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State of the Self-Storage Industry 2010, Part II: Finance and Construction

Amy Campbell Comments
Continued from page 1

Ragsdale: Lending parameters remain tight, loan-to-value maximum is 65 percent for most, with underwriting to 25-year amortization. For loan terms of three, five and seven years, expect to have the loan “stressed” in underwriting. For example, if your loan terms are 25-year amortization with 6.75 percent interest, the underwriter will stress these figures in underwriting at 20-year amortization with 7.25 percent interest.

Banks continue to ask for deposits at times to counter “naked lending” on commercial properties. Commercial mortgage-backed security (CMBS) loans remains out of reach. Some life-insurance companies are coming back online but tend to focus on other property types. Cap rates are still trending higher.
Should operators refinance now or wait?

Adams: The old adage, “Do not put off until tomorrow what you can do today” applies to refinancing your project. If you have CMBS financing and have a loan coming due, you’d better be out there looking to replace that loan as expeditiously as possible. The lender that funded your last transaction probably doesn’t exist to fund the refinancing of your property.

The aberration we saw where the cap rates fell through the floor in 2005 and 2006 will not be repeated in the near future. Cap rates today are increasing across the board as investors demand a greater return for taking a real estate risk with their investments.
Hill: First, take the emotion out of the process, because in this environment it’s all business. Start early. Loans take much longer to execute these days. Make sure your expectations are realistic and be prepared before you go to the lending markets with the transaction. Work hard to make sure you have premeditated the weaknesses in the deal and mitigated those up front.

If you get a proposal in hand that works with a lender you can trust, execute the transaction. Do not get greedy. Certainty of execution is paramount, and trying to gamble on an unknown entity under the allure of a more aggressive deal, or to save a few basis points in interest rate, is simply not worth the risk.

Remember, we’re in a capital-constrained environment with many deals chasing the limited dollars available, and it all boils down to your basic beauty contest. Make sure you pull out all the stops to look as good as possible before the big show. If this is not something you feel you can accomplish by yourself, hire a qualified professional to assist you—it will save you time, money and, most likely, frustration in the long run.
Ragsdale: Start early, be flexible and realistic. Understand how cap rates are impacting your values. Focus on the bottom line. Every dollar of net operating income is keenly important now more than ever.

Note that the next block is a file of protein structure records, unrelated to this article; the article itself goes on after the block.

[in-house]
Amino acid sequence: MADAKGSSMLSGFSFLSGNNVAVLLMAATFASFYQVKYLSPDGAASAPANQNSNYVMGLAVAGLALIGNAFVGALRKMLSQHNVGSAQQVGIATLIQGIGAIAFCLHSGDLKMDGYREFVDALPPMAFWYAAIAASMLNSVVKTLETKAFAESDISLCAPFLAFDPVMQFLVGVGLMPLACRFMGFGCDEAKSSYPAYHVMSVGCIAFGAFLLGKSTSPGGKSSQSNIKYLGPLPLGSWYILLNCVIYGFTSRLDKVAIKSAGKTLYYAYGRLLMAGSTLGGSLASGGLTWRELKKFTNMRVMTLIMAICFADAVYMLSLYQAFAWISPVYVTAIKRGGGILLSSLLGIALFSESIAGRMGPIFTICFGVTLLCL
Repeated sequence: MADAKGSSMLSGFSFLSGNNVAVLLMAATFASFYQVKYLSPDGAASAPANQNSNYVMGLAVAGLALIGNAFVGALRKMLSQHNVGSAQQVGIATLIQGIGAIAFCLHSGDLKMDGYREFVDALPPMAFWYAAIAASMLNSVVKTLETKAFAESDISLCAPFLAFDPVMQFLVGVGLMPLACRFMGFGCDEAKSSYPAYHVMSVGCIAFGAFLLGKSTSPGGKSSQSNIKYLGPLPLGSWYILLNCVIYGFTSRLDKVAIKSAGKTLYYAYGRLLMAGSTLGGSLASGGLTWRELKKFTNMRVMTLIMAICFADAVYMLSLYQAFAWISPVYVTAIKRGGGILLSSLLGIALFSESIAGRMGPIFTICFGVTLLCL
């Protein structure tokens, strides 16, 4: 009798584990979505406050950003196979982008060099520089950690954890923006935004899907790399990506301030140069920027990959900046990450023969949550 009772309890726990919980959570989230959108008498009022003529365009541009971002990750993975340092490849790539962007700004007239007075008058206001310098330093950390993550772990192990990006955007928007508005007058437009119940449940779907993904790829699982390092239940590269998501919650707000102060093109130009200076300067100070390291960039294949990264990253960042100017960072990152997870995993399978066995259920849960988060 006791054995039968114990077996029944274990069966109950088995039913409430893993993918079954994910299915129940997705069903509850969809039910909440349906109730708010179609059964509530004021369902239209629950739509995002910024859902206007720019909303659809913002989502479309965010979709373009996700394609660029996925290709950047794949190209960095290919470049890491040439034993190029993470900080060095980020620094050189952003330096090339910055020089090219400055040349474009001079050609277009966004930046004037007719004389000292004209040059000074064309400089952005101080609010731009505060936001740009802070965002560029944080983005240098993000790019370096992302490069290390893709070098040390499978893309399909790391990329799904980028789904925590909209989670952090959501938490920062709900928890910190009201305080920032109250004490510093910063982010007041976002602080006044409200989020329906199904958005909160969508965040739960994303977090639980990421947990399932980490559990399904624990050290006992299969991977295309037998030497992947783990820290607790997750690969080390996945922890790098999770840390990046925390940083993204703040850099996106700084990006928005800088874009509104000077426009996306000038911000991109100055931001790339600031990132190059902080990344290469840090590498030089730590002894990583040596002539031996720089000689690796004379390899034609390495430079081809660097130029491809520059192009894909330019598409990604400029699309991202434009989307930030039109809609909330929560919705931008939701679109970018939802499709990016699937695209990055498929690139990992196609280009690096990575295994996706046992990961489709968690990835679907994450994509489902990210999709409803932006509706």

What’s your advice for people seeking money for new development?

Adams: New construction is at a virtual standstill in most markets. The only new-development financing available in the near future will be for projects that have excellent economics, which will be created by strong capital contributions from experienced operators with strong balance sheets.

While it’s not a federal banking requirement to have a feasibility study, smart lenders will require a more in-depth analysis of your project. Remember, the real estate lending debacle has not just been subprime home loan borrowers, but commercial real estate development providing more capacity than the market was capable of absorbing.
Hill: There’s always an exception, but for the most part, there’s no debt available for new construction at this time. Lenders are busy finding solutions for the problems that already exist on their books and, therefore, maintain a risk-adverse mindset toward anything with the potential to create new problems. Construction loans by nature are speculative and more risky than refinance transactions, which have cash flow in place to service debt and an existing track record of loan performance.

If you’re looking for new development-type returns but are having trouble finding a construction loan for a new project, consider shifting gears and looking for a distressed development deal that already exists. Under this scenario, you may be able to motivate the lender by acting in concert with them. You’ll assume some level of existing (likely modified) debt that’s already in place and contribute new equity to help “right size” the deal, creating an opportunity for yourself and helping the lender solve a problem at the same time.
Ragsdale: Build a relationship with a local bank that has done construction deals in your area. Be prepared to send large on-demand deposits to the bank in exchange for development funds. Third-party reports on feasibility must show a high degree of demand for your project. Also, be prepared with a high net-worth partner on your deal who’s willing to personally guarantee the loan.

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